Nothing lasts forever and that is especially true with your car. There will come a time when the odometer clicks over to a certain mileage milestone and you will be ready to get that ride replaced. Whether you will be in the market for a new car or a used model, there are some smart approaches you can take to score a great deal. Consider the following:
Do Your Homework
With all the resources available online, there is no excuse not to do your car research online. Stop by sites like Auto Trader, Consumer Reports or Kelly Blue Book and you’ll find that they’re just waiting to provide you all the information you need to make an informed buying decision. That includes digging up the “invoice price” not the MSRP. The invoice is what the dealer paid for the car. The MSRP is the markup. Your goal is to land on a price somewhere in between those two.
One of the most excruciating elements of buying a car is setting up the financing. Every dealer offers financing and that is how they make their money. However, you’re under no obligation to use their financing. Yes, they might have some great incentives and offer a nice rate but you might be able to find an even better one through your own bank or credit union. Actually, going into a dealership with a pre-approved loan could make them more amendable to a better offer. Use it as a bargaining chip.
Take Your Time
Unless you’re leaving on a road trip, then you can take your time shopping around. Just as you research the make and model of the car you want, you should also research the dealerships in your area. Pick two or three to visit and see what they have available and what you can test drive. Again, just because you’re looking doesn’t mean you’re under any obligation to buy.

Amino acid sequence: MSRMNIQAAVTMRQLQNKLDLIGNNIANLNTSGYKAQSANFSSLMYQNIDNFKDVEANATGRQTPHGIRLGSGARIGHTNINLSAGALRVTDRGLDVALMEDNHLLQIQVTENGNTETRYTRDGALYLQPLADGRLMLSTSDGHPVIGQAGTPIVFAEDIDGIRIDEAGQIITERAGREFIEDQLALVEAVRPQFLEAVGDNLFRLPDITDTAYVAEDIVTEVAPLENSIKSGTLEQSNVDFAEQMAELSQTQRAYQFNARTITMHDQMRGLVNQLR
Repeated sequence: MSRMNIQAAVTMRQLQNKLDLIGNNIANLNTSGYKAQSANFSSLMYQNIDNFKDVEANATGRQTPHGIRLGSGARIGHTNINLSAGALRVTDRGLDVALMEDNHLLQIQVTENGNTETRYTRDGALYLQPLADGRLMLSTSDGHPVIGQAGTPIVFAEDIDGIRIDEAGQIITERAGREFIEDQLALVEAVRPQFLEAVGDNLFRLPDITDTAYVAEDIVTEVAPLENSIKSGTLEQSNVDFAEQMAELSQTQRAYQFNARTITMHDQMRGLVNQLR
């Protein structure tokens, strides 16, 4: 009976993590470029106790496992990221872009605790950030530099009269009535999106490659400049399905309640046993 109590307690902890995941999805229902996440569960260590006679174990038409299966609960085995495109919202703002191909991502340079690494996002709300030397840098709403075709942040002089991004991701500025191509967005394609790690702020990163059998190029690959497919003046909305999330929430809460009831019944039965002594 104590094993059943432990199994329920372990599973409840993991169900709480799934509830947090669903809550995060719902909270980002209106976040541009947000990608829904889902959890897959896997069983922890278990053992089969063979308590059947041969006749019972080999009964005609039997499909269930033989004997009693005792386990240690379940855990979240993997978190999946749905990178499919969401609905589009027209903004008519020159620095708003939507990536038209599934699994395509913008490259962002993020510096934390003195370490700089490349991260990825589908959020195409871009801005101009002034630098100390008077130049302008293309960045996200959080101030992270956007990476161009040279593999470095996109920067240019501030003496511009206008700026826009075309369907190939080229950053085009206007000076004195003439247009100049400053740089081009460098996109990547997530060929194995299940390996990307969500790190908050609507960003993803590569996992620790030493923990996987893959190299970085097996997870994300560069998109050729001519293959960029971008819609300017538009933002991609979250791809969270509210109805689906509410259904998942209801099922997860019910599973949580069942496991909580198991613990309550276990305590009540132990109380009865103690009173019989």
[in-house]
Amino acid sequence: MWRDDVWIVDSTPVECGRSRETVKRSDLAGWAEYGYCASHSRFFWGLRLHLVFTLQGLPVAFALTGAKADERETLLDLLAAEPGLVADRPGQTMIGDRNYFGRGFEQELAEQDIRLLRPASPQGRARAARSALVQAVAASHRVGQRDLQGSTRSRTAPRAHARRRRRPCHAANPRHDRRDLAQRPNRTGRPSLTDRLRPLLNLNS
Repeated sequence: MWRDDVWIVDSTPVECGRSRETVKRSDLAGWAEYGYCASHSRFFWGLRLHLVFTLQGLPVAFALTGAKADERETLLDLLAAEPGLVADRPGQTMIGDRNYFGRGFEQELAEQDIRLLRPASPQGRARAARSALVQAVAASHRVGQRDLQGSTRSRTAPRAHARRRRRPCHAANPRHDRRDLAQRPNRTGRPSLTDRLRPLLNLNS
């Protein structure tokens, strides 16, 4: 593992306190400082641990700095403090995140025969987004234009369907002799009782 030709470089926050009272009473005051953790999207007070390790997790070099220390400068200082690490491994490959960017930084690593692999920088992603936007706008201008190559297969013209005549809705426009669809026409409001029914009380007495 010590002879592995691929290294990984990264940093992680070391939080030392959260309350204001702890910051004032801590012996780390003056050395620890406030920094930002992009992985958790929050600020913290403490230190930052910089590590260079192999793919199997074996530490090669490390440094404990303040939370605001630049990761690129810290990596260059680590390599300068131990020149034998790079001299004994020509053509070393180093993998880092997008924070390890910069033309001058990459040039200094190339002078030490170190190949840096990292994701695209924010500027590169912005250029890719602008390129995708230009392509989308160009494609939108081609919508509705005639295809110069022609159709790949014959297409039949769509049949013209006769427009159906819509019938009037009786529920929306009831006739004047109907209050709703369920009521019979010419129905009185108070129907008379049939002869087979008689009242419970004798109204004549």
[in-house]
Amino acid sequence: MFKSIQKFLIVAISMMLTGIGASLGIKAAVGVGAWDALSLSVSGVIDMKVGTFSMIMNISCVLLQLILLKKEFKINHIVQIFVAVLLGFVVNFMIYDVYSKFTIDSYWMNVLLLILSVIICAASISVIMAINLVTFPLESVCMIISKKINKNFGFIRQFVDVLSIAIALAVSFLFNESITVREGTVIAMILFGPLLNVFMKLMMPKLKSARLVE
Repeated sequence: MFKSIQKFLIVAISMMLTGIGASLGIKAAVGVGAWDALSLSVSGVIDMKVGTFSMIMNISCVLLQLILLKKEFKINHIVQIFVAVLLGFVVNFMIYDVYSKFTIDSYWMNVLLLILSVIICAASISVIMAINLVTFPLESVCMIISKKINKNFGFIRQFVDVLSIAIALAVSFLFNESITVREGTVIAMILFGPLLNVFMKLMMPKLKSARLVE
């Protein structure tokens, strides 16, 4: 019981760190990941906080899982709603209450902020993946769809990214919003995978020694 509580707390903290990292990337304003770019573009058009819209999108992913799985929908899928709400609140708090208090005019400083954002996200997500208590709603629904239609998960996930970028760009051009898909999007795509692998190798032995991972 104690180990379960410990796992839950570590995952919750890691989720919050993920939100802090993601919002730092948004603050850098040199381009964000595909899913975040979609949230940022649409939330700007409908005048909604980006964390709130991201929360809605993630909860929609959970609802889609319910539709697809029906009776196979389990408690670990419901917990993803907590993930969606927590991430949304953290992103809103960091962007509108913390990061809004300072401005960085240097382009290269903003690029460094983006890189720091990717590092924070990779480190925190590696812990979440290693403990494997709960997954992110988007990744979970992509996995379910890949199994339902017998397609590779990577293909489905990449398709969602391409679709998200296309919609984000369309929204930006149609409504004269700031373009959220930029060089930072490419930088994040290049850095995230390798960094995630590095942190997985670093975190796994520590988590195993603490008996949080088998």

Negotiate Your Terms
Every car purchase should involve haggling. You have a number and they have a number. You want to meet in the middle. For instance, if they offer you a great rate at 60 months, tell them you want the same rate for 48 months. If they can’t match your offer, then walk away. That same car will be at another dealership for the price you want to pay.
Consider New and Used
Starting in late August, every auto dealership is looking to swap out this year’s model of car for next year’s model. In a way, that makes the current models “used.” There will hardly be any significant design changes between this year and next year. There are also used cars with more miles on them that can also be on your shopping list. The big benefit of a used car is that all the features are already built in and the car is ready to drive off the lot. If it doesn’t have exactly what you want, then you can always consider after-market add-ons.
Hold Back on Your Trade-In
Your negotiating is about finding the “rock-bottom” price from the dealer. Obviously, they’re not going to want to lose money which is why knowing the invoice price is important. Once they’ve offered up their rock-bottom price and they’re not going to budge, that is when you want to bring up the trade-in. If you like that rock-bottom, then it just got better. However, if you open with the trade-in, then the dealer is going to make that work to their advantage.
Now you’re ready to go make a good deal on a car. Good luck.